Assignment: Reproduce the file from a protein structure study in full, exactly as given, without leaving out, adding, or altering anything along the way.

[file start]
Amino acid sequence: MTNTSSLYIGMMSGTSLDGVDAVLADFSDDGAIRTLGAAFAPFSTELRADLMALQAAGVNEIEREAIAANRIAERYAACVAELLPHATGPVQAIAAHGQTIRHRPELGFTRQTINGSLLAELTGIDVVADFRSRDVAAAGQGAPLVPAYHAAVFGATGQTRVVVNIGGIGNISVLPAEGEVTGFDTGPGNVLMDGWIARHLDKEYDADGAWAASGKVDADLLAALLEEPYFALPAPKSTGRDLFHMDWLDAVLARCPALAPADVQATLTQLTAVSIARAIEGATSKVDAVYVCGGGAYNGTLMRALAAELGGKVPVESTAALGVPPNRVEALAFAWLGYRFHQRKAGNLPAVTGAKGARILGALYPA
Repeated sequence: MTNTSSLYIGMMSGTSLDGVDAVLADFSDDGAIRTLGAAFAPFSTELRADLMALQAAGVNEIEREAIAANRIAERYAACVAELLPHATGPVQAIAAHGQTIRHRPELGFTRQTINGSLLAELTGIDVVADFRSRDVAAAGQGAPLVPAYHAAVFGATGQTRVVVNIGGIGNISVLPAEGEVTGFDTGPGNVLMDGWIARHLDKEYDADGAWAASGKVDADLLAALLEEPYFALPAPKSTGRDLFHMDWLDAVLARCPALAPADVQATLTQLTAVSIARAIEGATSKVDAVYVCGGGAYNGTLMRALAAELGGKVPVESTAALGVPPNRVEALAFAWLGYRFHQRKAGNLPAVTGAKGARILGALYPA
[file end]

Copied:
Amino acid sequence: MTNTSSLYIGMMSGTSLDGVDAVLADFSDDGAIRTLGAAFAPFSTELRADLMALQAAGVNEIEREAIAANRIAERYAACVAELLPHATGPVQAIAAHGQTIRHRPELGFTRQTINGSLLAELTGIDVVADFRSRDVAAAGQGAPLVPAYHAAVFGATGQTRVVVNIGGIGNISVLPAEGEVTGFDTGPGNVLMDGWIARHLDKEYDADGAWAASGKVDADLLAALLEEPYFALPAPKSTGRDLFHMDWLDAVLARCPALAPADVQATLTQLTAVSIARAIEGATSKVDAVYVCGGGAYNGTLMRALAAELGGKVPVESTAALGVPPNRVEALAFAWLGYRFHQRKAGNLPAVTGAKGARILGALYPA
Repeated sequence: MTNTSSLYIGMMSGTSLDGVDAVLADFSDDGAIRTLGAAFAPFSTELRADLMALQAAGVNEIEREAIAANRIAERYAACVAELLPHATGPVQAIAAHGQTIRHRPELGFTRQTINGSLLAELTGIDVVADFRSRDVAAAGQGAPLVPAYHAAVFGATGQTRVVVNIGGIGNISVLPAEGEVTGFDTGPGNVLMDGWIARHLDKEYDADGAWAASGKVDADLLAALLEEPYFALPAPKSTGRDLFHMDWLDAVLARCPALAPADVQATLTQLTAVSIARAIEGATSKVDAVYVCGGGAYNGTLMRALAAELGGKVPVESTAALGVPPNRVEALAFAWLGYRFHQRKAGNLPAVTGAKGARILGALYPA